|Nile monitors have established themselves in a region surrounding Cape Coral—including a bird sanctuary at J. N. "Ding" Darling National Wildlife Refuge on Sanibel Island—as pets that have been released or escaped. Between 2000 and 2004, 60,000 monitors were imported in South Florida. They are excellent swimmers and can run quickly and climb. They have an affinity for eating eggs and pose a specific danger to ground burrowing animals such as owls (Athene cunicularia), sea turtles, gopher tortoises (Gopherus polyphemus), and gopher frogs (Rana capito). They are opportunistic eaters that prey on a variety of crustaceans, fish, lizards, small mammals, and human garbage. Several native egg-laying species such as brown pelicans (Pelecanus occidentalis), American crocodiles, and diamondback terrapins (Malaclemys terrapin) are particularly at risk for predation by Nile monitors.|
||Brown Basilisk||Central America / 1960s||Imported by/through pet trade|
|The Brown Basilisk or Striped Basilisk (Basiliscus vittatus; in some areas referred to as "common basilisk") is one species of basilisk lizard. They are native to Mexico, Central America and adjacent northwestern Colombia, but have been introduced into the U.S. state of Florida as a feral species. Along with the Common Basilisk they have the nickname "Jesus Lizard" because when fleeing from a predator, they are very fast and can even run on top of the water. Basilisks actually have large hind feet with flaps of skin between each toe. The fact that they move quickly across the water, aided by their web-like feet, gives them the appearance of "walking on water". Male Brown Basilisks can reach 61 cm in length and females are somewhat smaller. Their three crests are on the head, along the body and along the tail. They usually appear in brown or olive brown with black stripes. The stripes are usually only on the flanks and on the dorsal crest. They also have a white stripe, which extends from the eyes to the rear legs. The males have a larger crest than the females.|
|Scientific name||Common name(s)||Origin / Year(s) introduced||Method of introduction|
||Monk Parakeet||South America / Established by 1969||Imported by/through pet trade|
|Between 1968 and 1972, more than 64,000 Monk Parakeets were brought to the U.S. They are considered agricultural pests in South America and killed by the thousands. They are included in invasive species lists in Florida for their abilities to rapidly populate and area for an apparent consistent amount of time. They live in large colonies numbering in the hundreds. They are urban pests because their large communals nests form balls of twigs on power lines.|
||Common Myna||Southeast Asia / 1983||Imported by/through the pet trade|
|Common Mynas are prohibited from being imported into the U.S. Like Monk Parakeets, they also live in large communal nests, and are frequently seen near shopping malls where their nests are made in parking lot light poles. They have been reported to attack native purple martins (Progne subis) and in wilderness areas they inhabit next boxes intended for native birds to use or tree cavities, competing with native birds for space. Common Mynas can harbor diseases such as avian malaria that can be spread to native bird populations.|
||Purple Swamphen||Australia, Europe, Africa, Asia / 1992||Escaped Miami MetroZoo during Hurricane Andrew or released by collectors|
|The Purple Swamphen resembles the smaller native Purple Gallinule (Porphyrio martinica) and the Common Gallinule (Gallinula galeata). Six to eight individuals escaped from the Miami MetroZoo and several others escaped private pens following Hurricane Andrew. They are now established in stormwater treatment areas north of the Everglades, Lake Okeechobee, Everglades National Park, and Big Cypress National Preserve. They are omnivorous, and can live in colonies numbering 50 or more. They are territorial and aggressive, even among themselves. They favor eating spikerush plants, which create suitable habitats for fish populations in Lake Okeechobee.|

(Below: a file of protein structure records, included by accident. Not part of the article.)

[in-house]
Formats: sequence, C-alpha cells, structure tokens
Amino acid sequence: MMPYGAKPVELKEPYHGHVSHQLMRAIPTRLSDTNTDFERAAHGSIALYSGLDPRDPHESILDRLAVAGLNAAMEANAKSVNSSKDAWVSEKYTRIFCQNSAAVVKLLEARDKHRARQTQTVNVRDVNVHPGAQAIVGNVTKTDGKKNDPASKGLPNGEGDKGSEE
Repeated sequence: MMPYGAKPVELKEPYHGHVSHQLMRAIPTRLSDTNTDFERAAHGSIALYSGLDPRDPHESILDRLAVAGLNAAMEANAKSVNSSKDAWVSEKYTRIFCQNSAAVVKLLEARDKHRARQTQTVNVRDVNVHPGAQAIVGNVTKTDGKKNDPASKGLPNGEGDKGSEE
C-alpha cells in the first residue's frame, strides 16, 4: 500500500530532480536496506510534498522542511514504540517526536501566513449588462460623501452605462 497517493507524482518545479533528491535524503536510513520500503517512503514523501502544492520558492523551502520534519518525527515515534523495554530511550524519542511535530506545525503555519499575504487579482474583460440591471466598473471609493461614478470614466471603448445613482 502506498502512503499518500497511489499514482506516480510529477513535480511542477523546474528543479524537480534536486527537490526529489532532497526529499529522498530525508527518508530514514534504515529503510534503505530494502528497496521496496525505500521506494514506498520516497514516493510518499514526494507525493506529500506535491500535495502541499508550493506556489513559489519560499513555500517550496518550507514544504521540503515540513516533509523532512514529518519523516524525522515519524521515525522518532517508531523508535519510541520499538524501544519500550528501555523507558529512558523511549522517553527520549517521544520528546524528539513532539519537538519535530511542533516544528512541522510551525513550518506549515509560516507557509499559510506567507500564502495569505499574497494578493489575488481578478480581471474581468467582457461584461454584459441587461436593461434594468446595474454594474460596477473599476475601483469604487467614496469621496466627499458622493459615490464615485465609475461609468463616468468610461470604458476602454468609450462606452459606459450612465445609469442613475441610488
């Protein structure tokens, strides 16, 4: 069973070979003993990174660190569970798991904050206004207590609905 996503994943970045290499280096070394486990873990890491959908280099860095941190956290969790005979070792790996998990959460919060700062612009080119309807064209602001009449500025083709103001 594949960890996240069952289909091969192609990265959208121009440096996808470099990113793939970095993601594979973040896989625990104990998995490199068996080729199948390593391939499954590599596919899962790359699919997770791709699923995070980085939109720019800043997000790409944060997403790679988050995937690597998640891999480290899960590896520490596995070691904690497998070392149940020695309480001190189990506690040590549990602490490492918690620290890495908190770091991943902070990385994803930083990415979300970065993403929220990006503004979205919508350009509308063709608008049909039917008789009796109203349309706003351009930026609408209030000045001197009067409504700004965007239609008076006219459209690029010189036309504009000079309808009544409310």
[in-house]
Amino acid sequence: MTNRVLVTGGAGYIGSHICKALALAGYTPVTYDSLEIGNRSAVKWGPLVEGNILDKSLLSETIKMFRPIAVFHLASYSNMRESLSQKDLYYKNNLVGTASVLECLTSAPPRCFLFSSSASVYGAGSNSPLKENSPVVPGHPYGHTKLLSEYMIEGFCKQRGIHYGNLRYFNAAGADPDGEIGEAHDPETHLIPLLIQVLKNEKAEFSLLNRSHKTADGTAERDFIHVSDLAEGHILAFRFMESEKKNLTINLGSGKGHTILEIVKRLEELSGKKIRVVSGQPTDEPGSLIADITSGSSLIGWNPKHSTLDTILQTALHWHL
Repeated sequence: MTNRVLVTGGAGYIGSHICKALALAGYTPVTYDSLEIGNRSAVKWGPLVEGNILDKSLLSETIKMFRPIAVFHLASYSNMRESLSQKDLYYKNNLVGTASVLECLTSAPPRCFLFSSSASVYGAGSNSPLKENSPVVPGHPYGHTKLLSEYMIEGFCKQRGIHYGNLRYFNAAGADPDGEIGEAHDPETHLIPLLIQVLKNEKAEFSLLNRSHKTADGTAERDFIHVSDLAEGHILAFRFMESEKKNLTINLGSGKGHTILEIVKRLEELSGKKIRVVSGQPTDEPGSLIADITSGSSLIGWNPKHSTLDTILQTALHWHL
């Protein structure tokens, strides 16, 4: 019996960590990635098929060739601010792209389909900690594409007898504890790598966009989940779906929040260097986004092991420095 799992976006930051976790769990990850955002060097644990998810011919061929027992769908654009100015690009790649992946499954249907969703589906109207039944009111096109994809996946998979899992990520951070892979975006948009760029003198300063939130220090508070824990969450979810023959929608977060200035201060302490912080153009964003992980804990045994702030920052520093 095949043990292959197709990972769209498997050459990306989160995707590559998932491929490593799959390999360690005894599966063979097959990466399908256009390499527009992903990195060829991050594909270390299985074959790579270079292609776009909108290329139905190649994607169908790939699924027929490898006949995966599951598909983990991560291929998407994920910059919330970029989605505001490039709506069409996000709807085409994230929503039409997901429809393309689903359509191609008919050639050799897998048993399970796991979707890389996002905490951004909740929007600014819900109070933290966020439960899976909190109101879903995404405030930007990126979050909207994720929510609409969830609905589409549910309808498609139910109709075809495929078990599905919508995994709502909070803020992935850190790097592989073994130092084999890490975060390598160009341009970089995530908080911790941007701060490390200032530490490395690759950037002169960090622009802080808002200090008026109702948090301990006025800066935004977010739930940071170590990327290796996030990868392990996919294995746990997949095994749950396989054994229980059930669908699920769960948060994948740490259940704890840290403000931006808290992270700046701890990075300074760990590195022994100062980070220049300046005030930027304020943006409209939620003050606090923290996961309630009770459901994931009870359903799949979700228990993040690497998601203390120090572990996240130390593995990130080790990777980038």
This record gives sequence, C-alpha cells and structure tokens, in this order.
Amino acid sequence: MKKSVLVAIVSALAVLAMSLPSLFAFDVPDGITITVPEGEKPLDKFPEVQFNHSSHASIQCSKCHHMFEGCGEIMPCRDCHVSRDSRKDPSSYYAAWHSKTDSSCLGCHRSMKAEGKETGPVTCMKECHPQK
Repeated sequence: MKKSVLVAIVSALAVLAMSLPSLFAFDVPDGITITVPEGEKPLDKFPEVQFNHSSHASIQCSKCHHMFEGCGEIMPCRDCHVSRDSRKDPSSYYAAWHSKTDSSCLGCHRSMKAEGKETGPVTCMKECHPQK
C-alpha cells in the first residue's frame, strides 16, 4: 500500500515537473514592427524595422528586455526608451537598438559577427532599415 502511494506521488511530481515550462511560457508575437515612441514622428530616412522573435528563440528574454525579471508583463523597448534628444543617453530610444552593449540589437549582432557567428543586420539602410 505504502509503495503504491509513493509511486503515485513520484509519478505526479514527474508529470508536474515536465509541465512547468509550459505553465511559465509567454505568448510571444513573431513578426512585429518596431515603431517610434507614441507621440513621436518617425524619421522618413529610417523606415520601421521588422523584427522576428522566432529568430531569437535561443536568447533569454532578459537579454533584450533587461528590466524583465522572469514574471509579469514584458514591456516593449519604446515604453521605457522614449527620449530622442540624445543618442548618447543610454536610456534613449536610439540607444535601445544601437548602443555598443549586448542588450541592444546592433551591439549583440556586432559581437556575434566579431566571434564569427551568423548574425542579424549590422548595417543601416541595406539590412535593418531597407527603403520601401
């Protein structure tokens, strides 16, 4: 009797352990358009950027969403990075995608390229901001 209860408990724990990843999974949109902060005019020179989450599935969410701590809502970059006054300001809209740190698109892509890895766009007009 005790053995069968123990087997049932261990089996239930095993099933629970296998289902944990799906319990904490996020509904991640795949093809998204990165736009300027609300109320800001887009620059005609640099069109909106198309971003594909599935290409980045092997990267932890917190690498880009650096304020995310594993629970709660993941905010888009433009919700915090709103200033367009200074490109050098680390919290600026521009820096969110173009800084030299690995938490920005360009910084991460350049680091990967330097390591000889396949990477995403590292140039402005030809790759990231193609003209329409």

|Scientific name||Common name(s)||Origin / Year(s) introduced||Method of introduction|
||Wild boar, feral pig||Europe / Introduced with European settlers in the 16th century||Food for people|
|Wild pigs are voracious opportunistic eaters, consuming significant amounts of native vegetation, and they prey on smaller animals. They carry 45 infectious diseases or parasites, such as pseudorabies, eastern equine encephalitis, and brucellosis, which can be spread to other mammals. They have spread trichinosis to the critically endangered Florida panther (Puma concolor coryi). They in turn serve as food for panthers, alligators, and Florida black bears (Ursus americanus floridanus).|
|Felis silvestris catus
||Domestic / feral cat||North Africa and Southern Europe / Introduced with European settlers in the 16th century||Companions for people|
|Domesticated free-ranging and feral cats are the primary cause of bird deaths in the U.S. Although cats may be regularly fed, they have an instinct to hunt and are responsible for decreasing numbers of beach mice (Peromyscus polionotus), cotton mice (Peromyscus gossypinus), the endangered Lower Keys marsh rabbit (Sylvilagus palustris hefneri), scrub jays (Aphelocoma coerulescens), ground-nesting birds and sea turtle hatchlings. They may carry diseases that can be spread to bobcats and the Florida panther, including feline leukemia, feline panleukopenia, and rabies. Cats reproduce prodigiously; there are an estimated 5.3 million free-ranging cats in Florida. Most live in feral colonies or are closely associated with residential areas. In similar sized territories cats potentially outnumber bobcats 640:1. Authorities address feral cats by urging pet owners to keep cats indoors, or trapping-neutering-and returning (TNR) them to their territories to live out their lives and die naturally.|
||Black rat, House rat, Roof rat||Europe / Introduced with European settlers in the 16th century||Inhabitants of settlers' ships|
|Black rats were possibly the first introduced mammals to Florida, followed by pigs. There are a few feral rat species in South Florida, including Norway rats (Rattus norvegicus), but black rats are considerably more populous than any other species of rat. All exotic rats compete with native mice and rodents for food and shelter, but the black rat is noted for significantly affecting the endangered Key Largo woodrat (Neotoma floridana smalli).|
- Simberloff, et al, p. 5, 22.
- Lodge, p. 237.
- Ferriter, et al (2004), p. 1.
- Tommy Rodriguez (December 6, 2011). Visions of the Everglades: History Ecology Preservation. AuthorHouse. p. 110. ISBN 978-1-4685-0748-5.
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- Simberloff, et al, p. 3.